In the 20s Virginia Woolf wrote about the doors closed to women. “A woman must have money and a room of her own if she is to write,” she said. I couldn’t agree more. Times haven’t really changed. I would say that a woman must have money and a room of her own if she is to live — really live and breathe and thrive — but it is so rare that women get this. Maybe this is just my experience in life, but I think many women are in the same boat. When you get married, all of your stuff, all of your life becomes joint property. Yet should said marriage dissolve, your former spouse will do everything in their power to take all of that and more away. And let’s face it, not many women have the financial power or the aggression to stop that from happening.
When I joined households with my husband, I came into the venture with very little stuff of my own. What I did have was largely disposable in that I didn’t really care about it. Things come and go, but there are a few things that can never be replaced. That is the yardstick by which I measure everything I have — or at least whether or not I will keep it for ever and ever. This philosophy in life comes in handy when you are not only a person who doesn’t like to live with clutter but also a person with pretty bad dust and mold allergies. Pictures, the few little knick-knacks made for me by my grandmother, a couple things given to me by my parents or sisters that represent moments in my life I’d like to remember whether for good or bad — these are all I really need to keep, and they can basically all fit in a couple file boxes.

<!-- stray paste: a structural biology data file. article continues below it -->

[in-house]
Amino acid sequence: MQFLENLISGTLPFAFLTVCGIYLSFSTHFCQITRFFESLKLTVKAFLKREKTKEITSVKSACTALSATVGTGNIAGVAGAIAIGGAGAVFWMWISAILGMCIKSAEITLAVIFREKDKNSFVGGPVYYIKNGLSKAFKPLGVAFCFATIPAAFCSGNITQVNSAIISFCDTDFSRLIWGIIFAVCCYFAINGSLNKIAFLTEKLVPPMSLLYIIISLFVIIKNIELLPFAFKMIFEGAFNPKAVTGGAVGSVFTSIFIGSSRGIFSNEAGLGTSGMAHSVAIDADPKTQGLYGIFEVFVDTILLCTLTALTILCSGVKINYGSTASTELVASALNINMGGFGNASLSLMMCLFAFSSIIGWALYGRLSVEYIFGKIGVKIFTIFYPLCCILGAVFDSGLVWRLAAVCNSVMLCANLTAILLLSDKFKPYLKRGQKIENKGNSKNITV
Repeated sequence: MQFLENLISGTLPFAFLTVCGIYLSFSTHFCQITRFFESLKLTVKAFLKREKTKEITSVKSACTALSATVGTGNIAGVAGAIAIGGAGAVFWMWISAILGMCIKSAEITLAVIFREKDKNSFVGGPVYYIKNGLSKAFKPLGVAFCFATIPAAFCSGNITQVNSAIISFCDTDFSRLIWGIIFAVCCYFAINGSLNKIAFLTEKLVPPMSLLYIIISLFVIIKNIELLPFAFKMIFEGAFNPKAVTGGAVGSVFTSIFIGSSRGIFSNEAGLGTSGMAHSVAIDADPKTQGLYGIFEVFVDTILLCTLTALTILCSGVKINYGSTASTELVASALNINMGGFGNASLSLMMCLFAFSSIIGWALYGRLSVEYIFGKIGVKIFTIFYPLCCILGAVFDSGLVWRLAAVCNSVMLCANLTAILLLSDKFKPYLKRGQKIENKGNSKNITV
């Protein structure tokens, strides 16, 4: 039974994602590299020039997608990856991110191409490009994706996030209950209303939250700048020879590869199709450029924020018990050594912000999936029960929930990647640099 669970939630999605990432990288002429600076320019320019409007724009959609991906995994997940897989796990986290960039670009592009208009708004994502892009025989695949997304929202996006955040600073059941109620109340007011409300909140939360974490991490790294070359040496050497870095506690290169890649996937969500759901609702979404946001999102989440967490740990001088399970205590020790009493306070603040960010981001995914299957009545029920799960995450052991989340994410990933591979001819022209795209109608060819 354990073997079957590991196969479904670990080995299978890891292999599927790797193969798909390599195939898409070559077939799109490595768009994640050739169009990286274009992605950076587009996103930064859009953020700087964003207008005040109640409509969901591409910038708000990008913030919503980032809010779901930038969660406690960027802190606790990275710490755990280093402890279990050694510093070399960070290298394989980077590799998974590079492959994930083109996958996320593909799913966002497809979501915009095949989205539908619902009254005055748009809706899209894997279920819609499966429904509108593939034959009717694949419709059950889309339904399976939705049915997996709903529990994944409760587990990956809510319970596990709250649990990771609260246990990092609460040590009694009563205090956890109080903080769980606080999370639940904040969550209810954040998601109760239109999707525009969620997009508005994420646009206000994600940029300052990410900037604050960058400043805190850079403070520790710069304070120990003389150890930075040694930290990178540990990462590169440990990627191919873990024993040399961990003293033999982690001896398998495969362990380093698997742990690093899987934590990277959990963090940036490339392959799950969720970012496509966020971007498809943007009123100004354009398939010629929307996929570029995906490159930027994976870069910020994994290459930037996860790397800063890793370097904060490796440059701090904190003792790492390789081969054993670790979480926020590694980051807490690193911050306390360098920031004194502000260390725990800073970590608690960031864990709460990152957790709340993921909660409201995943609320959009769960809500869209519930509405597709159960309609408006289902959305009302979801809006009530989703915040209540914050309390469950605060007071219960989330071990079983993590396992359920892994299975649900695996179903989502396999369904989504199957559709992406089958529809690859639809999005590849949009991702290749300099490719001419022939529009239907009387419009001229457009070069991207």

My husband is very different from me. When I moved in with him he cleared a drawer and a wall in his apartment for me. I was actually quite happy and pleased with this at the time.Â I made my stuff fit as best as I could, but the fact was I was squeezed into a corner of his apartment, and in retrospect I think I was probably squeezed into a corner of his life as well. I am not a believer in giving up oneself for another person, but I am a big believer in growing and changing with another person — i.e., compromise — with the understanding that there are some things that are personal and sacred and not to be touched. I guess I didn’t know that 90% of my husband’s life fell into that category.
Since then this has been our struggle. I am not a rich person, and neither is my husband. It is highly doubtful we will ever live in a place that accommodates everything we would both like to have. And we have a daughter now, and I hope to have another child one day soon. At night when I can’t sleep I sometimes think about this and wonder how we will fit everything and still have space to breathe and move a little. And by “we” I guess I really mean me.
When I was in school studying graphic design I was enthralled by the Swiss designers, specifically by their brilliant use of white space. All of my work teemed with white space. I like my life to be the same way. Roger dreams of a home with floor to ceiling shelves on every wall, with every shelf filled with treasures. Clearly we have a dilemma, and I don’t know how to solve it.
This isn’t to say that Roger hasn’t purged a lot of stuff from his life. He has. He has gotten rid of a lot. And I appreciate that effort towards making me happy. But the fact remains that we may never be in a spot where I will really have more than a corner of my own, and some days, like today, that is a hard pill to swallow.